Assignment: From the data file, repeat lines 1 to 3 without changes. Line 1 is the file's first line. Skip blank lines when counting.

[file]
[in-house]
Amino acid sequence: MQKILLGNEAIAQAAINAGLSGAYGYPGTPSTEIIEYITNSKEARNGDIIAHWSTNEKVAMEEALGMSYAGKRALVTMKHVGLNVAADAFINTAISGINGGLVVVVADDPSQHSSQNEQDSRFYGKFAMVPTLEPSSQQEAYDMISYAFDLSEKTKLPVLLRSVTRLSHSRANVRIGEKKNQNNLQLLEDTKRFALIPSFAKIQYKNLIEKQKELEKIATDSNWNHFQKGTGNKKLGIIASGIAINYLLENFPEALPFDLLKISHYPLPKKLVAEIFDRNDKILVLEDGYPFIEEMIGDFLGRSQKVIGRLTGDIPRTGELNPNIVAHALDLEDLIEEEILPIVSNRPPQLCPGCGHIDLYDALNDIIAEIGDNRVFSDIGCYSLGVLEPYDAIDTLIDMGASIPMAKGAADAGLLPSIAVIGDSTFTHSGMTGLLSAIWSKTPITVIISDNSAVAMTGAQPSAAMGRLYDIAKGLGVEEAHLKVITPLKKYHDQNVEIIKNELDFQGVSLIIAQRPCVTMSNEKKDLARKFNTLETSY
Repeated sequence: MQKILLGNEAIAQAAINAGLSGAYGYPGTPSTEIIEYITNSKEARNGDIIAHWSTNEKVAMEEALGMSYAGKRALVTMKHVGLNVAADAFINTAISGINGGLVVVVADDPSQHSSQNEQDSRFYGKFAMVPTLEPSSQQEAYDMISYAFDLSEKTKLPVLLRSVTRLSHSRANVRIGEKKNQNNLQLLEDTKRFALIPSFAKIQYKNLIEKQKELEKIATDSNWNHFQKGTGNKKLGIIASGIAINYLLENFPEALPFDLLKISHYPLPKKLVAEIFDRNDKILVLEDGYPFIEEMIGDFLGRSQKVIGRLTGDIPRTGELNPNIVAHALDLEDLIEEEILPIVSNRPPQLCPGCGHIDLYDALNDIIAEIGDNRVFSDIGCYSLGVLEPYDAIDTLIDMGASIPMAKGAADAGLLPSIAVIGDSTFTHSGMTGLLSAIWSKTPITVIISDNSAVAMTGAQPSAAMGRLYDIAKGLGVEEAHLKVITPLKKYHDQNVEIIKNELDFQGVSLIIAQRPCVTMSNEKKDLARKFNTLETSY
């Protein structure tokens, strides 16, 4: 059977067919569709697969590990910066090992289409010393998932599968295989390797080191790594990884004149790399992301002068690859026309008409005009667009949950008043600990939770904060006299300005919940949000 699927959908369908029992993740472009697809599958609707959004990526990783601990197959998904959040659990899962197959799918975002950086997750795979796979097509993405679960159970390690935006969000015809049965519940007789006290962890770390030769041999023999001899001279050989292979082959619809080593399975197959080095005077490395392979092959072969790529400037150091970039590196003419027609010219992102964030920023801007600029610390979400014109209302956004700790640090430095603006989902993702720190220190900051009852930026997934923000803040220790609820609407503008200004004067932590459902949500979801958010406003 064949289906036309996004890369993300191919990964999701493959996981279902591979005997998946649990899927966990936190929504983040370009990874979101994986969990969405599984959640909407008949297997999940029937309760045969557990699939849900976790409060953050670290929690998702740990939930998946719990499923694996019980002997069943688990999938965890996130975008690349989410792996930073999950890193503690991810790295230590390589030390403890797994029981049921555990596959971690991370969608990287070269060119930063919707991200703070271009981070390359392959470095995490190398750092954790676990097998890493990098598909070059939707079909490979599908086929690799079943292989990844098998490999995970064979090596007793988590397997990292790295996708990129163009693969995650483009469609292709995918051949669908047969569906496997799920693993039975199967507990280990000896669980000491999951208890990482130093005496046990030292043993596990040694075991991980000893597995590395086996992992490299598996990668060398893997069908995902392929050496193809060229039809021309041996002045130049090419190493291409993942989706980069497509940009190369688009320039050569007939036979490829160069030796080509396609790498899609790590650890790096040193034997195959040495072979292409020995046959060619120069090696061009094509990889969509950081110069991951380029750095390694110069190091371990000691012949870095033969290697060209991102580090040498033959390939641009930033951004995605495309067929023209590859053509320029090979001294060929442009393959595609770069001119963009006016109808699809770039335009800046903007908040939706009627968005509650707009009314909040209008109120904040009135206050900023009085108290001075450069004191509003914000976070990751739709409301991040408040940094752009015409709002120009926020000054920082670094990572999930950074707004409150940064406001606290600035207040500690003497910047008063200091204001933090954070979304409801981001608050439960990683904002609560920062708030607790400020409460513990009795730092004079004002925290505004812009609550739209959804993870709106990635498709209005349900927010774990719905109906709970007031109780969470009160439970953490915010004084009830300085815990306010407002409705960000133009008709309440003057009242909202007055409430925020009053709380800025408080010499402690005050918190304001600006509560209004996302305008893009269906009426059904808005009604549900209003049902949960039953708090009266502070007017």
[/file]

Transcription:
[in-house]
Amino acid sequence: MQKILLGNEAIAQAAINAGLSGAYGYPGTPSTEIIEYITNSKEARNGDIIAHWSTNEKVAMEEALGMSYAGKRALVTMKHVGLNVAADAFINTAISGINGGLVVVVADDPSQHSSQNEQDSRFYGKFAMVPTLEPSSQQEAYDMISYAFDLSEKTKLPVLLRSVTRLSHSRANVRIGEKKNQNNLQLLEDTKRFALIPSFAKIQYKNLIEKQKELEKIATDSNWNHFQKGTGNKKLGIIASGIAINYLLENFPEALPFDLLKISHYPLPKKLVAEIFDRNDKILVLEDGYPFIEEMIGDFLGRSQKVIGRLTGDIPRTGELNPNIVAHALDLEDLIEEEILPIVSNRPPQLCPGCGHIDLYDALNDIIAEIGDNRVFSDIGCYSLGVLEPYDAIDTLIDMGASIPMAKGAADAGLLPSIAVIGDSTFTHSGMTGLLSAIWSKTPITVIISDNSAVAMTGAQPSAAMGRLYDIAKGLGVEEAHLKVITPLKKYHDQNVEIIKNELDFQGVSLIIAQRPCVTMSNEKKDLARKFNTLETSY
Repeated sequence: MQKILLGNEAIAQAAINAGLSGAYGYPGTPSTEIIEYITNSKEARNGDIIAHWSTNEKVAMEEALGMSYAGKRALVTMKHVGLNVAADAFINTAISGINGGLVVVVADDPSQHSSQNEQDSRFYGKFAMVPTLEPSSQQEAYDMISYAFDLSEKTKLPVLLRSVTRLSHSRANVRIGEKKNQNNLQLLEDTKRFALIPSFAKIQYKNLIEKQKELEKIATDSNWNHFQKGTGNKKLGIIASGIAINYLLENFPEALPFDLLKISHYPLPKKLVAEIFDRNDKILVLEDGYPFIEEMIGDFLGRSQKVIGRLTGDIPRTGELNPNIVAHALDLEDLIEEEILPIVSNRPPQLCPGCGHIDLYDALNDIIAEIGDNRVFSDIGCYSLGVLEPYDAIDTLIDMGASIPMAKGAADAGLLPSIAVIGDSTFTHSGMTGLLSAIWSKTPITVIISDNSAVAMTGAQPSAAMGRLYDIAKGLGVEEAHLKVITPLKKYHDQNVEIIKNELDFQGVSLIIAQRPCVTMSNEKKDLARKFNTLETSY